Jerry Gulke: Global Appetite for U.S. Grain Continue

The grain markets continue their steady march upward. March corn prices were up 34.25¢ and March soybean prices were up 41.75¢ for the week.
The grain markets continue their steady march upward. March corn prices were up 34.25¢ and March soybean prices were up 41.75¢ for the week.

The grain markets continue their steady march upward. March corn prices were up 34.25¢ and March soybean prices were up 41.75¢ for the week ending Jan. 15. March wheat up 37¢.

While those are impressive closes for the week, they only tell part of the story, says Jerry Gulke, president of the Gulke Group.

“We can get an idea of the momentum of the market by looking at how the markets close in relation to the ranges prices moved in a week,” he says. “For March corn, we had a range of 50¢ this week. That's about $100 an acre for people that have old-crop corn to sell.”

For soybeans, he says, the range of prices this week was almost 80¢. 

“The ranges look good,” Gulke says. “What you don’t want to see is a 50¢-per-bushel range in corn, for example, and we close at the low of the range for the week. That would indicate a problem.”

USDA Reports Send Prices Higher

On Jan. 12, USDA released its annual crop production report. Highlights include:

  • U.S. corn growers produced 14.2 billion bushels in 2020, up 4% from 2019. Corn yield in the U.S. is estimated at 172.0 bu. per acre, 4.5 bu. above the 2019 yield.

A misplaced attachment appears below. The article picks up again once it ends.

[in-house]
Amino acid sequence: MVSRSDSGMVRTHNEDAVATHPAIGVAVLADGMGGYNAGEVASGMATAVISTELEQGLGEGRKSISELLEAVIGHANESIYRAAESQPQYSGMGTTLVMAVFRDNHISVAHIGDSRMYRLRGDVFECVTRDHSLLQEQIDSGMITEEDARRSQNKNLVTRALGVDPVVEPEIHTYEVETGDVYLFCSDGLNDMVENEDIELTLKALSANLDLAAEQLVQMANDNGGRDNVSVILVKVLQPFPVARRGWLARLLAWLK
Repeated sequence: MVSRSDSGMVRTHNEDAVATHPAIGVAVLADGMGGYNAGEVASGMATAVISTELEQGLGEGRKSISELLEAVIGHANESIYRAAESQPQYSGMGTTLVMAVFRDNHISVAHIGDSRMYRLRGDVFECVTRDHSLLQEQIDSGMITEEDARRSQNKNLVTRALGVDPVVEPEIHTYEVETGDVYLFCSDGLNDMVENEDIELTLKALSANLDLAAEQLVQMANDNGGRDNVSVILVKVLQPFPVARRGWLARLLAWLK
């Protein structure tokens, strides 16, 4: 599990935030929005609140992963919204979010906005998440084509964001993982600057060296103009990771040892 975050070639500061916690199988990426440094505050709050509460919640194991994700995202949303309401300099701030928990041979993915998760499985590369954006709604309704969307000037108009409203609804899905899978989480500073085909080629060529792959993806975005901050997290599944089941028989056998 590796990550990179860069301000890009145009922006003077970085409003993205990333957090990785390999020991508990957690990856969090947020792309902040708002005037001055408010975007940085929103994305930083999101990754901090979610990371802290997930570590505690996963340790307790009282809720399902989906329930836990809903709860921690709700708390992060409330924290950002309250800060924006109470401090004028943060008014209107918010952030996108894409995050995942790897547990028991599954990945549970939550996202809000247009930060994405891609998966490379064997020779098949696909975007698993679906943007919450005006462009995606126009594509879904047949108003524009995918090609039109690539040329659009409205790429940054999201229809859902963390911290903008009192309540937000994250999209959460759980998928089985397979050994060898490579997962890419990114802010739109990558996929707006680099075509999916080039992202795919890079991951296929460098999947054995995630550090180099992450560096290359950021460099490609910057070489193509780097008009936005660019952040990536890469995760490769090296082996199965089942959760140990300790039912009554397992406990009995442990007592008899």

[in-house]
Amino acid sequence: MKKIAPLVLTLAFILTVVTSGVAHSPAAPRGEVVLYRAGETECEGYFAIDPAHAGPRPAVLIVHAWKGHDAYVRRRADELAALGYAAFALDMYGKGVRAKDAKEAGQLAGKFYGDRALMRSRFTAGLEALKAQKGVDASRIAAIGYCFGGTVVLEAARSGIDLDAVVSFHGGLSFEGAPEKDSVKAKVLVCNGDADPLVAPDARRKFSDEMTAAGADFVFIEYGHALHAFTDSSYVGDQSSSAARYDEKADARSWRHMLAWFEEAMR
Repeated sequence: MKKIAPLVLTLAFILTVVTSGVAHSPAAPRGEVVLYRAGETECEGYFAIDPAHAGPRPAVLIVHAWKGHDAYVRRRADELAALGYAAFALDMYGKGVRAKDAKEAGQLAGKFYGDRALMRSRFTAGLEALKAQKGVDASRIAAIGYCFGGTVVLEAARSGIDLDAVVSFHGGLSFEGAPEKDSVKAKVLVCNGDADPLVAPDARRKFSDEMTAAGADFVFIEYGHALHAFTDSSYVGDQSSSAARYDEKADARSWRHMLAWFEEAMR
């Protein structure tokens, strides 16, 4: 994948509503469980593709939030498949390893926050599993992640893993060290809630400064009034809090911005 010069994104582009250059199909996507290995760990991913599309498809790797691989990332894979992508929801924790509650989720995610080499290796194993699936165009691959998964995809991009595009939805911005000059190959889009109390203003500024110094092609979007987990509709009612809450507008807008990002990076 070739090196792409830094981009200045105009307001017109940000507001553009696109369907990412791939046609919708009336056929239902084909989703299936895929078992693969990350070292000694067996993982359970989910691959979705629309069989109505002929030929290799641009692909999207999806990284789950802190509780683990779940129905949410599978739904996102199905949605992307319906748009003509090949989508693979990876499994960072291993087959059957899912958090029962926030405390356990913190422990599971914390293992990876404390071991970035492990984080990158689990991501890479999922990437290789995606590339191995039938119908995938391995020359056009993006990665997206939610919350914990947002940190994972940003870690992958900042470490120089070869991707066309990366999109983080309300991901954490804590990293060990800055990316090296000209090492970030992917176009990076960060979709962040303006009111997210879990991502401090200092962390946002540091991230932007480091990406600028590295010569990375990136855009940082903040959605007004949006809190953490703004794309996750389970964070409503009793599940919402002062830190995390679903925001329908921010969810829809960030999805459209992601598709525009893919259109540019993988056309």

• Soybean production for 2020 totaled 4.14 billion bushels, up 16% from 2019. The average soybean yield is estimated at 50.2 bu. per acre, 2.8 bushels above 2019.

In the Grain Stocks report, corn stored as of Dec. 1, 2020 was estimated to be down fractionally from Dec. 1, 2019. Soybean stocks were down 10% from a year earlier. Corn stored in all positions totaled 11.3 billion bushels, while soybeans totaled 2.93 billion bushels. 

“The statistics we’ve received from NASS leave a lot to be desired,” Gulke says. “We’ve seen this over the last couple of years where all of a sudden we found we didn't really have as much corn in stock or beans in stock. What would have been the price of grain if we would have known we didn’t have that supply out there?”

This week’s report show, Gulke says, there were less corn stocks going into Sept. 1. In addition, the national corn yield was nearly 4 bu. per acre lower. 

“NASS says they did 10 times as many surveys for this January report than they did for previous reports,” Gulke says. “Well, 4 bu. per acre is over 300 million bushels, and that's what caught the market by surprise. All of a sudden, we have carryover well under 1.6 billion bushels. That’s a huge difference when earlier this year we thought it could be around 2.2 billion bushels.”

U.S. Dollar Impact
Gulke has also been keeping an eye on the U.S. dollar. After moving lower for quite a while, it was higher this week.

“A lot of people will look at it and say well when the dollar is cheap that makes us more competitive. Then when the dollar goes up, we're less competitive,” he says. “That's true if you have too much of everything.”

But when you don't have the stocks, it's another matter so much of what it costs, especially for China, Gulke says. For buyers who are behind in purchases, a rising dollar can speed up global sales.


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